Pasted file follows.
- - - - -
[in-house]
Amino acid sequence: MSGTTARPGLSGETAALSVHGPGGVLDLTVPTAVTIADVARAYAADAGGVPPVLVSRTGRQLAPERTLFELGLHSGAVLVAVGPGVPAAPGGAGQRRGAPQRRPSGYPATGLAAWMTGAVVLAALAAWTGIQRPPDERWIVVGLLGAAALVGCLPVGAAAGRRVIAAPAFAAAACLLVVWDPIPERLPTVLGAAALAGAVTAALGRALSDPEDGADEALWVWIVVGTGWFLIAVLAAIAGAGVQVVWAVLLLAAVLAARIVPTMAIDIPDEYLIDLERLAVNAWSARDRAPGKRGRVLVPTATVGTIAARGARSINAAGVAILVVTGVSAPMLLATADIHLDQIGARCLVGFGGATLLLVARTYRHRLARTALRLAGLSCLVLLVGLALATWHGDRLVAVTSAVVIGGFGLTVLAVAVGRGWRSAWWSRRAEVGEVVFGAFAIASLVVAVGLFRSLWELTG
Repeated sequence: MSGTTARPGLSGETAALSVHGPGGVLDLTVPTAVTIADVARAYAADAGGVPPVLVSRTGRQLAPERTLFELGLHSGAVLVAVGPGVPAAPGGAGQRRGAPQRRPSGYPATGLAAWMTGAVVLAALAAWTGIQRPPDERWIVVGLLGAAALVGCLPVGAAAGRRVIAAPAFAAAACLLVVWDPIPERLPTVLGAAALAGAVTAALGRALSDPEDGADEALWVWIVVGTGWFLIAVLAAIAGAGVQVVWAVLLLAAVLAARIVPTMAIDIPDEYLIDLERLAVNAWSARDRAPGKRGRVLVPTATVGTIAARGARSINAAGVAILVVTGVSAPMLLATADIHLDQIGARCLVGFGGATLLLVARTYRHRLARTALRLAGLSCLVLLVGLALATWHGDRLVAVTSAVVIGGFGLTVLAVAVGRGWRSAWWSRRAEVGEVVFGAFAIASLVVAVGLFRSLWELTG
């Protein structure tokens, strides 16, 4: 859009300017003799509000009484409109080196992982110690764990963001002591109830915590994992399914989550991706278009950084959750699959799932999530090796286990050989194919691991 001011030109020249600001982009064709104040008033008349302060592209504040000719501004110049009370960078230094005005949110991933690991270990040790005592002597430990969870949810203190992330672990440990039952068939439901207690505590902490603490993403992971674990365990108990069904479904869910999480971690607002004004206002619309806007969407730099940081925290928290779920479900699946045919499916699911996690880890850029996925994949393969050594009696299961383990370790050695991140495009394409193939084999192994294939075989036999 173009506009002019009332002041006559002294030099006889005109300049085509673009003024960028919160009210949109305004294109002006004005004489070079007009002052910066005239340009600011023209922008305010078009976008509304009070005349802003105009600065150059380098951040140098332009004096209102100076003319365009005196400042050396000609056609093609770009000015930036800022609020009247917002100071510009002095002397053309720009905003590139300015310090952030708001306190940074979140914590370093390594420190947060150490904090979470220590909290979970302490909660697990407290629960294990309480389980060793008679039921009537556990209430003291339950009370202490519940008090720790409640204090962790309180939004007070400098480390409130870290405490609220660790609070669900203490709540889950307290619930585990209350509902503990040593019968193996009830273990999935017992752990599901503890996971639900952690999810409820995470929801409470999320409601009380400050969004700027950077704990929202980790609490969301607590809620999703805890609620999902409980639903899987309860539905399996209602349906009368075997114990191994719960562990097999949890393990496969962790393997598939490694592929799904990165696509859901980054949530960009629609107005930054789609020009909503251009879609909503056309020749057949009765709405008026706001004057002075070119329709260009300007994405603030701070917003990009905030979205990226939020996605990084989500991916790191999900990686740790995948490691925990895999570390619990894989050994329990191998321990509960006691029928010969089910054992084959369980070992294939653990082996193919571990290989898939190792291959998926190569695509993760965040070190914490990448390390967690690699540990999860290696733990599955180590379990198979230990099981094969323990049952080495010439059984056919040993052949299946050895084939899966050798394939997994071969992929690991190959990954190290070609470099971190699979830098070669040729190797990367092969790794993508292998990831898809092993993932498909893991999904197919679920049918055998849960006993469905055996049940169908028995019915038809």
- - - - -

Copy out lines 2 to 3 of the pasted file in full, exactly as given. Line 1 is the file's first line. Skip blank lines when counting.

Amino acid sequence: MSGTTARPGLSGETAALSVHGPGGVLDLTVPTAVTIADVARAYAADAGGVPPVLVSRTGRQLAPERTLFELGLHSGAVLVAVGPGVPAAPGGAGQRRGAPQRRPSGYPATGLAAWMTGAVVLAALAAWTGIQRPPDERWIVVGLLGAAALVGCLPVGAAAGRRVIAAPAFAAAACLLVVWDPIPERLPTVLGAAALAGAVTAALGRALSDPEDGADEALWVWIVVGTGWFLIAVLAAIAGAGVQVVWAVLLLAAVLAARIVPTMAIDIPDEYLIDLERLAVNAWSARDRAPGKRGRVLVPTATVGTIAARGARSINAAGVAILVVTGVSAPMLLATADIHLDQIGARCLVGFGGATLLLVARTYRHRLARTALRLAGLSCLVLLVGLALATWHGDRLVAVTSAVVIGGFGLTVLAVAVGRGWRSAWWSRRAEVGEVVFGAFAIASLVVAVGLFRSLWELTG
Repeated sequence: MSGTTARPGLSGETAALSVHGPGGVLDLTVPTAVTIADVARAYAADAGGVPPVLVSRTGRQLAPERTLFELGLHSGAVLVAVGPGVPAAPGGAGQRRGAPQRRPSGYPATGLAAWMTGAVVLAALAAWTGIQRPPDERWIVVGLLGAAALVGCLPVGAAAGRRVIAAPAFAAAACLLVVWDPIPERLPTVLGAAALAGAVTAALGRALSDPEDGADEALWVWIVVGTGWFLIAVLAAIAGAGVQVVWAVLLLAAVLAARIVPTMAIDIPDEYLIDLERLAVNAWSARDRAPGKRGRVLVPTATVGTIAARGARSINAAGVAILVVTGVSAPMLLATADIHLDQIGARCLVGFGGATLLLVARTYRHRLARTALRLAGLSCLVLLVGLALATWHGDRLVAVTSAVVIGGFGLTVLAVAVGRGWRSAWWSRRAEVGEVVFGAFAIASLVVAVGLFRSLWELTG